By Reg Howard-Smith, chief executive of the Chamber of Minerals and Energy of WA
While watching the recent Ashes Test series I started to understand how the Australian batsman felt on a bouncy and green wicket. At The Chamber of Minerals and Energy of Western Australia (CME) it sometimes feels like we have construction unions bowling from one end and the National Party bowling at the other.
For the WA resources sector unions agitating for improved conditions is nothing new, it’s what they’ve done for decades. The real surprise is the development of damaging policy positions being pursued by some in the National Party.
When you consider its resources sector royalties which provide the almost $1 billion for the Royalties for Regions program, it’s strange the National Party would risk the sector’s future growth with damaging policies.
Recently we’ve had National Party Members of Parliament calling for resources companies to pay more rates to local shires – ignoring the significant increases companies have paid in previous years and the tremendous investment made in local communities.
The Minister for Local Government, Tony Simpson should be applauded for focusing on unsustainable rate increases. Business and government agencies at other levels have been pursuing improvement in organisation efficiencies and reductions in budgeted expenditure to meet the current economic circumstances, and local governments should be no different.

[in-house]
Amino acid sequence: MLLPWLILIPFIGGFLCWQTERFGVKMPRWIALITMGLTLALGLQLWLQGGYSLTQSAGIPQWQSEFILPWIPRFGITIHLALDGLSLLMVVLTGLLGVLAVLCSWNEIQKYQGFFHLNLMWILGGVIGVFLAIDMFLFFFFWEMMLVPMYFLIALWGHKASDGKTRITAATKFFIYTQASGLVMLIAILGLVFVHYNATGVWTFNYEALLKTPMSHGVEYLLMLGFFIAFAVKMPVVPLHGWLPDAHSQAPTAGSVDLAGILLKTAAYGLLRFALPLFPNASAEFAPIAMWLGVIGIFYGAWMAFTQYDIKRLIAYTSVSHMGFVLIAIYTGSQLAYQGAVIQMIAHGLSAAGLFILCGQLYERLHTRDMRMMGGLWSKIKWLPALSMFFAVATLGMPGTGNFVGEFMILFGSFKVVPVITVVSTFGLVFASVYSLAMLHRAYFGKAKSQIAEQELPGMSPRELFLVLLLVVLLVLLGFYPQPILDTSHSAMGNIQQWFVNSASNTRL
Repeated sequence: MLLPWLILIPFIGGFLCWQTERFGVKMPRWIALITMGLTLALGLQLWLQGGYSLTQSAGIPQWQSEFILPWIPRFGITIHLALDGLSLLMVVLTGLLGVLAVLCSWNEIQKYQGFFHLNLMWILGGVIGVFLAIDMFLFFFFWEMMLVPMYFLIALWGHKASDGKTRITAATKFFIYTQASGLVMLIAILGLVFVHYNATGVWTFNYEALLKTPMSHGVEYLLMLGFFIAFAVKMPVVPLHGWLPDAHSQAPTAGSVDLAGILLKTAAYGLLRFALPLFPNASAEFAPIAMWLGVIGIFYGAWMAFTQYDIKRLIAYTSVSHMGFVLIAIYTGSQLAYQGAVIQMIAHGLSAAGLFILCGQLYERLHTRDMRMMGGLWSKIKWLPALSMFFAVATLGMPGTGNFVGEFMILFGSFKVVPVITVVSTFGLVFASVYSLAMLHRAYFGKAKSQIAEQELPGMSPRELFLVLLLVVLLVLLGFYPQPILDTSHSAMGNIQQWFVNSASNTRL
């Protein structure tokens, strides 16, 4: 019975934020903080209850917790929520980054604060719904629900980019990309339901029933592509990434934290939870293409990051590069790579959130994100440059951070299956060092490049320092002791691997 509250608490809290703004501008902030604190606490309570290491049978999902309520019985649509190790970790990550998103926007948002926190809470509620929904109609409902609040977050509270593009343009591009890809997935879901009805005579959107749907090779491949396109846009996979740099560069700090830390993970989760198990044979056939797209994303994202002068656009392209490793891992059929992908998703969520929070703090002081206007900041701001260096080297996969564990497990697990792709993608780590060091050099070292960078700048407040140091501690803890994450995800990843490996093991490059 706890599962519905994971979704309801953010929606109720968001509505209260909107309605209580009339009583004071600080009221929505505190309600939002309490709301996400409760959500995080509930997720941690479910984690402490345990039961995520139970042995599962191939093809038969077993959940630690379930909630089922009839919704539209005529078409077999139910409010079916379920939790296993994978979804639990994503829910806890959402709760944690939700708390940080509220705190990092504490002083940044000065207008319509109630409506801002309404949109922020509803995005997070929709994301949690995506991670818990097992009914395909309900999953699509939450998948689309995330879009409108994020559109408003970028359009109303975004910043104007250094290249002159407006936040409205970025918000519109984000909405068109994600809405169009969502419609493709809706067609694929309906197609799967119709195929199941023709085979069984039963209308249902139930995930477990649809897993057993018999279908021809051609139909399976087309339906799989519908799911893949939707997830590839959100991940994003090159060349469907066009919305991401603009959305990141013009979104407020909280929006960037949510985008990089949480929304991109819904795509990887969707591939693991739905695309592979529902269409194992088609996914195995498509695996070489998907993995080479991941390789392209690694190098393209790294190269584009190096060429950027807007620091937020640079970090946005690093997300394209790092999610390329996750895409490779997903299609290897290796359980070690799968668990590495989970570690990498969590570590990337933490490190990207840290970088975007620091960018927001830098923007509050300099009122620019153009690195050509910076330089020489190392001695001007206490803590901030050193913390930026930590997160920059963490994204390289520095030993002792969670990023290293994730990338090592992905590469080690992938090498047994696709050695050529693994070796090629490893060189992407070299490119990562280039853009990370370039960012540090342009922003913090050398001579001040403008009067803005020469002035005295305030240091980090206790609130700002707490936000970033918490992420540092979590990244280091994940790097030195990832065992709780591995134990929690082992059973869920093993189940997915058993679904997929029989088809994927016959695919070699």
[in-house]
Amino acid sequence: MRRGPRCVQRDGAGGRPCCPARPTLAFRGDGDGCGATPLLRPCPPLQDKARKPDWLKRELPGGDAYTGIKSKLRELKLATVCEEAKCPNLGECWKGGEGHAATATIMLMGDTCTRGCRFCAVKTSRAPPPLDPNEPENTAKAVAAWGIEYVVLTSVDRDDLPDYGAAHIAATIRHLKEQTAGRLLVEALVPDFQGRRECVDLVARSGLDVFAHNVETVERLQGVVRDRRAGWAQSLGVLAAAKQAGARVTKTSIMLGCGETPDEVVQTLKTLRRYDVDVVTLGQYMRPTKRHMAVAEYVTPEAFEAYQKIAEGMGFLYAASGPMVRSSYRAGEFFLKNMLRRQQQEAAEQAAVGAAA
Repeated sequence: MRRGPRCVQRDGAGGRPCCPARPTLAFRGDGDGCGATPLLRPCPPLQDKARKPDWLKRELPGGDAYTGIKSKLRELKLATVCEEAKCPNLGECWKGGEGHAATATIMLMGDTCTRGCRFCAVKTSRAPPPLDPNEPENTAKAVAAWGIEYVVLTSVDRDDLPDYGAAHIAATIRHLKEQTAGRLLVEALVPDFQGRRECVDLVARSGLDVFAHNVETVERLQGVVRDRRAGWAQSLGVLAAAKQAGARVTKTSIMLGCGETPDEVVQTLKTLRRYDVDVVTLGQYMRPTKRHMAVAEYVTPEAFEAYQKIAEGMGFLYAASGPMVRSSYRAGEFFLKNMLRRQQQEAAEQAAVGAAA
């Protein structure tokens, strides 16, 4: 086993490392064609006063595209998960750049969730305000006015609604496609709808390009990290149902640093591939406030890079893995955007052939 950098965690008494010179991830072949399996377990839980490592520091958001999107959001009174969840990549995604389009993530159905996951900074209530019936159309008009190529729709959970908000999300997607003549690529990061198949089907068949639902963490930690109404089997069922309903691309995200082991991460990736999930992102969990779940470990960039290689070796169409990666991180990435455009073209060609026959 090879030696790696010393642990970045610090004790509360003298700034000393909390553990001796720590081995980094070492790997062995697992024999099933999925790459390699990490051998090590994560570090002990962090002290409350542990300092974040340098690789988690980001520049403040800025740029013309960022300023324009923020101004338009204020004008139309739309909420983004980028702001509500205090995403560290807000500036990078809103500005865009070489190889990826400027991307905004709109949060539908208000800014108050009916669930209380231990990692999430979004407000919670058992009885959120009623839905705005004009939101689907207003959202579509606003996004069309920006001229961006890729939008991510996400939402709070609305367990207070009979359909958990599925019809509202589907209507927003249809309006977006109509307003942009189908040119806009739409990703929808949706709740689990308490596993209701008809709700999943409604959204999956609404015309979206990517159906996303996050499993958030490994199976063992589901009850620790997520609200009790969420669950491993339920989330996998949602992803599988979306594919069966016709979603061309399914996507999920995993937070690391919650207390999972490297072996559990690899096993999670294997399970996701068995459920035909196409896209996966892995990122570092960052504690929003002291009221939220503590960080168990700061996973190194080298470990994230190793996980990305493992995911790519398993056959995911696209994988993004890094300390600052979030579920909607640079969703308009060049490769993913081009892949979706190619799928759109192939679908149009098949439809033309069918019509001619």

We’ve had calls to end fly in-fly out (FIFO) work practices – ignoring the fact that FIFO is a popular and growing choice for thousands of employees across the resources sector. It is vital the sector offers both residential and FIFO employment options to employees, with today’s workforce valuing flexibility and choice more than ever before.
And at last month’s National Party Conference delegates passed a motion calling for a review and update of State Agreements in the resources sector. Delegates may not have been aware State Agreements are updated regularly and have been amended in recent years. Amendments have covered issues such as local business participation, community development and environmental reporting amongst others.
As the owner of the resources the WA Government has provided a stable regulatory framework under which industry operates for many decades. This framework, which includes long-term State Agreements, has played a significant role in ensuring the development of WA’s world-class resources industry.
Long-term State Agreements have delivered enormous prosperity to the community, whilst providing stability to companies and investors.
With volatile commodity prices and the high cost of doing business putting pressure on the future pipeline of resources sector projects, the last thing industry needs are more imposed costs, less flexibility and greater uncertainty.
The responsible and most effective way to increase royalty revenue and grow regional communities is to have policies which grow the size of the resources sector. Initiatives which keep the sector strong and prosperous will be welcomed by those directly employed in the industry and our resources communities.